• Has the vendor been inspected? Requirements vary by state, but in general temporary and mobile vendors, like those at fairs and carnivals, should have a license to sell food and beverages in a particular state or county.
  • Check with the local health department to see if the vendors are licensed and if a food inspection has been completed.

Are there healthy food alternatives to consider at fairs and festivals?

When purchasing food from a vendor, look for healthy options first. If they are not available, consider bringing your own food to save money and calories.

Bringing food from home allows you to eat a healthy meal or snack as a family, while still enjoying the festive atmosphere around you. Don’t forget to keep safe food storage practices in mind.

If bringing food from home, what  are proper food handling and storage practices?

If you bring food to a fair or festival from home, be sure to keep food handling and storage times in mind. Don’t let food sit out for more than two hours. On a hot day (90°F or higher), reduce this time to one hour. Be sure to put perishable items in a cooler or insulated bag. For budget-minded folks, eat before you go to the fair.

What steps can you take to protect you and your family?

Wash Hands Often:

  • Find out where hand washing stations are located.
  • Always wash your hands right after petting animals, touching the animal enclosure, and exiting animal areas even if you did not touch an animal.
  • Always wash hands after using the restroom, after playing a game or going on a ride, before eating and drinking, before preparing food or drinks, after changing diapers, and after removing soiled clothes or shoes.
  • Bring hand sanitizers or disposable wipes in case there aren’t any places to wash your hands.
  • Directions for washing hands can be found here.

Report Illness:

Anytime you suspect you may have contracted a foodborne illness,report it to your local health department, even if it is after you have recovered. The local public health department is an important part of the food safety system. Often, calls from concerned citizens are how outbreaks are first detected. If a public health official contacts you to find out more about an illness you had, your cooperation is important. In public health investigations, it can be as important to talk to healthy people as it is to ill people. Your cooperation may be needed even if you are not ill.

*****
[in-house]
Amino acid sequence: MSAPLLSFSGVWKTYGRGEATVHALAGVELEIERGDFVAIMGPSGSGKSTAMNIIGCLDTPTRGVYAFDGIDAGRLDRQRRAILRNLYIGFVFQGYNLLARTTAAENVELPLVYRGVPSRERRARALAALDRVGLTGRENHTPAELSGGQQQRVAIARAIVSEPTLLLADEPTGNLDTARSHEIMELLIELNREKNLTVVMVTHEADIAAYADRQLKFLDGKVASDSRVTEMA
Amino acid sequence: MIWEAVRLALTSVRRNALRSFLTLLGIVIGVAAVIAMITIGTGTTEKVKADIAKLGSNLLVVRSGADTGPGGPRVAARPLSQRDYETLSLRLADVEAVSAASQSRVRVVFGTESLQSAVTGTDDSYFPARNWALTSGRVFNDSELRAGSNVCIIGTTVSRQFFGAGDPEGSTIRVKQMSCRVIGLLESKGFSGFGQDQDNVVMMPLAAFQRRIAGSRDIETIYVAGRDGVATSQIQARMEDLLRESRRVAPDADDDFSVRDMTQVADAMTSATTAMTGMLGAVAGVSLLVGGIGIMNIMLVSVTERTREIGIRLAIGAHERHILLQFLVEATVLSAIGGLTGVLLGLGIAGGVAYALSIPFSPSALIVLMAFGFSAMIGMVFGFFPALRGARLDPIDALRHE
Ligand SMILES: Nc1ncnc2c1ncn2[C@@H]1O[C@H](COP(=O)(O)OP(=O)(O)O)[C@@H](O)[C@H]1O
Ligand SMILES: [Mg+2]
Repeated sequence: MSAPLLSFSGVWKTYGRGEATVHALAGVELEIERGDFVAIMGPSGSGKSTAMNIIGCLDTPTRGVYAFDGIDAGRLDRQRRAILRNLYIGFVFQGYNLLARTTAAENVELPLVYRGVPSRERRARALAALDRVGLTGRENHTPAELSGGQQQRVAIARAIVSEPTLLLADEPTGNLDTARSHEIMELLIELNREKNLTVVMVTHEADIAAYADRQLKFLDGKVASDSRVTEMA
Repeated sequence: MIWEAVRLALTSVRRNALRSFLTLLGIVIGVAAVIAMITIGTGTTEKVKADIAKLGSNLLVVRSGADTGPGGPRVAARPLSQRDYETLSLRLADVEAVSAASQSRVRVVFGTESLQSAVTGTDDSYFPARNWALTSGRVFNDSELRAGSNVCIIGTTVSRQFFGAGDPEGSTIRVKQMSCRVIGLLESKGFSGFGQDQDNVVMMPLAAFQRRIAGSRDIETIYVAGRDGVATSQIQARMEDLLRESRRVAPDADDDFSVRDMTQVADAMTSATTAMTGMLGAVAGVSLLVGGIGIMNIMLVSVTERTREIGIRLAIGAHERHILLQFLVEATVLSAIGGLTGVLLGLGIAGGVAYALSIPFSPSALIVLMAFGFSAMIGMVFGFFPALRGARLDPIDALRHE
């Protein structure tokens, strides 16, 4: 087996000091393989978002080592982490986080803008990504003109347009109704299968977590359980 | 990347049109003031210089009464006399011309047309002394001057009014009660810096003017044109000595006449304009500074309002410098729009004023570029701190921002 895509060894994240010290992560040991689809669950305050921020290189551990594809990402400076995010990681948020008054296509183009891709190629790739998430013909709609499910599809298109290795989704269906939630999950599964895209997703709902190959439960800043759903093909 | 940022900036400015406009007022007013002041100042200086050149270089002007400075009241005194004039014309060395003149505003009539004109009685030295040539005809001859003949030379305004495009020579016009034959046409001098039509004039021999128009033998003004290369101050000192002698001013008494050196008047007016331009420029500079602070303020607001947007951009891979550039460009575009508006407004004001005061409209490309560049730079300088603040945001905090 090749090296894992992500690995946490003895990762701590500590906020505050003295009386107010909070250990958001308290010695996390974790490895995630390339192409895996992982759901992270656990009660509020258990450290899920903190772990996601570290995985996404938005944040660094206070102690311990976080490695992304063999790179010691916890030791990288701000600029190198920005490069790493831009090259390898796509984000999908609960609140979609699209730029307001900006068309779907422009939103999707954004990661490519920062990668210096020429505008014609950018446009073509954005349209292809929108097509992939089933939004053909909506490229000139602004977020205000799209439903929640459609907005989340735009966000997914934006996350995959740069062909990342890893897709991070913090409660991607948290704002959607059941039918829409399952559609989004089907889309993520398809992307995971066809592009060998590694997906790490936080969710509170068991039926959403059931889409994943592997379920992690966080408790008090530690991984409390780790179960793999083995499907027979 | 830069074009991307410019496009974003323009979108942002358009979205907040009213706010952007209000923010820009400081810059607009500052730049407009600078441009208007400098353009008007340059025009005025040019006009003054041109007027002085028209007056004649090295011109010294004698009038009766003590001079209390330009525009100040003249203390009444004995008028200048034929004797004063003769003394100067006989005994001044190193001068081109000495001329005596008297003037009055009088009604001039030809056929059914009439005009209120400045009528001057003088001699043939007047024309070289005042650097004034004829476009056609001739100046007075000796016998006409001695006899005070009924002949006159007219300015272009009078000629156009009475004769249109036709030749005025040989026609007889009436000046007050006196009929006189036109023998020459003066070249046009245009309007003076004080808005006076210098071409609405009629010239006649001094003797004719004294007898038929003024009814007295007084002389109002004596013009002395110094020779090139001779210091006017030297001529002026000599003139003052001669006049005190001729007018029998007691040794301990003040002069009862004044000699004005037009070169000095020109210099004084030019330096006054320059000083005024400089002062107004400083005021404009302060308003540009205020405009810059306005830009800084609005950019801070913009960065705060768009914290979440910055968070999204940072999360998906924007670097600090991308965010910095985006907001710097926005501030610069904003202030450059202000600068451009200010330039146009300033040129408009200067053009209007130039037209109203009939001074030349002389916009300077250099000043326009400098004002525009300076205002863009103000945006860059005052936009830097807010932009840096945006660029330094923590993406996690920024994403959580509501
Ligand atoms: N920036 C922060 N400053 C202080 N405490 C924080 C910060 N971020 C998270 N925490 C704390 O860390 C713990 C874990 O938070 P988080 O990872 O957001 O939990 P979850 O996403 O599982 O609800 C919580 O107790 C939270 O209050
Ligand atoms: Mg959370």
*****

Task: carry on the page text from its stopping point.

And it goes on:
Food Vendors, Community Organizations, and Fair Organizers

Requirements differ by state, but in general temporary and mobile food vendors should apply for a  food license with the fair’s state or county health department.  Many community-based organizations set up booths to sell various foods at local festivals and fairs too. There are special exceptions, but it is better to be safe than sorry—get a license!  Contact information for local and state health departments can be found here.

Fair organizers should try to include a person trained in food safety throughout the planning process, as well as have them present at the fair.

It is important that food safety steps are followed so the food served doesn’t make anyone sick. Try to cook-serve, which means limiting the amount of food preparation performed offsite. In addition, follow the four basic food safety steps:  CLEAN, SEPARATE, COOK, and CHILL. Learn more about these steps here.

Now you’re on your way to a safe and healthy summer! 

PHOTO CREDIT: Ferris wheel by David Ritter.

More Information

For additional food safety questions, visit the FSIS Virtual Representative, Ask Karen, or call the Meat and Poultry Hotline at 1-888-674-6854 (available in English and Spanish).

Charcoal grill

Barbecue Bliss: Keeping bacteria at bay


Summer brings out barbecue grills—and bacteria, which multiply in food faster in warm weather and can cause foodborne illness (also known as food poisoning). Following a few simple guidelines can prevent an unpleasant experienc

Wash your hands

Wash hands with soap and water for at least 20 seconds before and after handling food. If you’re eating where there’s no source of clean water, bring water, soap, and paper towels or have disposable wipes/hand sanitizer available.

Marinate food in the refrigerator

Don’t marinate on the counter—marinate in the refrigerator. If you want to use marinade as a sauce on cooked food, save a separate portion in the refrigerator. Do not reuse marinade that contacted raw meat, poultry, or seafood on cooked food unless you bring it to a boil first.

Keep raw food separate

Keep raw meat, poultry, and seafood in a separate cooler or securely wrapped at the bottom of a cooler so their juices won’t contaminate already prepared foods or raw produce. Don’t use a plate or utensils that previously held raw meat, poultry, or seafood for anything else unless you wash them first in hot, soapy water. Have a clean platter and utensils ready at grill-side for serving.

Cook food thoroughly

Use a food thermometer to make sure food is cooked thoroughly to destroy harmful bacteria. Refer to the Safe Minimum Temperatures chart for safe internal temperatures for foods. Partial precooking in the microwave oven or on the stove is a good way to reduce grilling time—just make sure the food goes immediately on the preheated grill to finish cooking.